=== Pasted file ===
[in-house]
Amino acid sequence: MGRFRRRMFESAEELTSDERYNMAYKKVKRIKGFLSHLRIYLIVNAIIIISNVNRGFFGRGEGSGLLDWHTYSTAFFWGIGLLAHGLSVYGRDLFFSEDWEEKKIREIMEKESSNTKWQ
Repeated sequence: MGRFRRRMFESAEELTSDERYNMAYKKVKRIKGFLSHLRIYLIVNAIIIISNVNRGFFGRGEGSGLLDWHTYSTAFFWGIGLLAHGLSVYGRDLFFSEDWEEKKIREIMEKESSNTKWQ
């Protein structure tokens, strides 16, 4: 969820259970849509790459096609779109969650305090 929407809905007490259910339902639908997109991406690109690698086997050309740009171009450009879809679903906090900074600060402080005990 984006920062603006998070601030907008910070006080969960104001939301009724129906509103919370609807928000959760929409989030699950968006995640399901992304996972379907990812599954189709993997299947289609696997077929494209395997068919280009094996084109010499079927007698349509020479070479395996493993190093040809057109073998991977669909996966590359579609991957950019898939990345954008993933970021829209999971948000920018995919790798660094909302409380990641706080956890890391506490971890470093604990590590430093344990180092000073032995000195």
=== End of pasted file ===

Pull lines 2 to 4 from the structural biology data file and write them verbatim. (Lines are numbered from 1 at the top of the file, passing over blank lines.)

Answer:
Amino acid sequence: MGRFRRRMFESAEELTSDERYNMAYKKVKRIKGFLSHLRIYLIVNAIIIISNVNRGFFGRGEGSGLLDWHTYSTAFFWGIGLLAHGLSVYGRDLFFSEDWEEKKIREIMEKESSNTKWQ
Repeated sequence: MGRFRRRMFESAEELTSDERYNMAYKKVKRIKGFLSHLRIYLIVNAIIIISNVNRGFFGRGEGSGLLDWHTYSTAFFWGIGLLAHGLSVYGRDLFFSEDWEEKKIREIMEKESSNTKWQ
């Protein structure tokens, strides 16, 4: 969820259970849509790459096609779109969650305090 929407809905007490259910339902639908997109991406690109690698086997050309740009171009450009879809679903906090900074600060402080005990 984006920062603006998070601030907008910070006080969960104001939301009724129906509103919370609807928000959760929409989030699950968006995640399901992304996972379907990812599954189709993997299947289609696997077929494209395997068919280009094996084109010499079927007698349509020479070479395996493993190093040809057109073998991977669909996966590359579609991957950019898939990345954008993933970021829209999971948000920018995919790798660094909302409380990641706080956890890391506490971890470093604990590590430093344990180092000073032995000195």